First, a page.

After the fall, many homeowners wonder what to do with the leaves that have accumulated on the ground.
“Composting can be a beneficial process to manage yard waste,” said University of Illinois Extension horticulture educator Andrew Holsinger. “Proper planning and effort can provide the opportunity to generate organic matter beneficial to the soil.”
Composting is defined as the transformation of raw organic materials into biologically stable humus-like substances suitable for growing plants. Organic matter improves soil quality in a number of ways, including moisture retention, the ability of the soil to hold nutrients, and recycling nutrients taken up by plants back into the soil, Holsinger explained.
Compost materials are made up of a proportion of carbon to nitrogen in an organic material. When these materials are combined in proper proportion and in combination with air, water and warmth, it creates a proper environment for decomposition.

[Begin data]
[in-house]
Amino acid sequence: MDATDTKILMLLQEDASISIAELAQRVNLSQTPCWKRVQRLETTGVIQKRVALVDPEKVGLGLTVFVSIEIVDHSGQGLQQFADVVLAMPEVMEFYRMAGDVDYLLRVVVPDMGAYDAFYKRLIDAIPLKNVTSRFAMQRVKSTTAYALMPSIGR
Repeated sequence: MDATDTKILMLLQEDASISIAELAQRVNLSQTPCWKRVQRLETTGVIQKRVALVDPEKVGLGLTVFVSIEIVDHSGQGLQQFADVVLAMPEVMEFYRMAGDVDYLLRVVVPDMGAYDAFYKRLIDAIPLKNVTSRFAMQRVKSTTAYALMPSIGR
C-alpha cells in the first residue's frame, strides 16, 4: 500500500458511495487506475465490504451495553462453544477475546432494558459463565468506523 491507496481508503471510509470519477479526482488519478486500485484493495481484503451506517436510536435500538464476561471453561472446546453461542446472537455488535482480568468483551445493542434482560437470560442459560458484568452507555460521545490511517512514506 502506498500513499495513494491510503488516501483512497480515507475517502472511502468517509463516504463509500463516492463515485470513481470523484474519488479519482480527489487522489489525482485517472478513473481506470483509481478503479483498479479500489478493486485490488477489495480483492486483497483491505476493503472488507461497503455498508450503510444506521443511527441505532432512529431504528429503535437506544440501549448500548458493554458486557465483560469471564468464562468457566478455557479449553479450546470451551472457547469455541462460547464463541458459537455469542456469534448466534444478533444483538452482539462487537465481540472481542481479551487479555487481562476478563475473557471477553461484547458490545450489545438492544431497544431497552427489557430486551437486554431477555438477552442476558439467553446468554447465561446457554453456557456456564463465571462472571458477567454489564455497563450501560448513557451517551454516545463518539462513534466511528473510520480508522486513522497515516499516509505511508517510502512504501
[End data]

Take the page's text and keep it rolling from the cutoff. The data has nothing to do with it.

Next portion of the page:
“Unfortunately, during the winter months, some of these key components may be lacking to achieve the success desired in decomposing your organic waste,” Holsinger said.
Temperature: Compost piles should be covered in the winter to exclude excess rain or snow, which can make the pile too wet. Insulating the pile in the winter has the benefit of reducing cold air, which can decrease microbial activity.
The carbon to nitrogen ratio: There are two main components of organic waste that are transformed to compost: the green materials (nitrogen) and brown materials (carbon).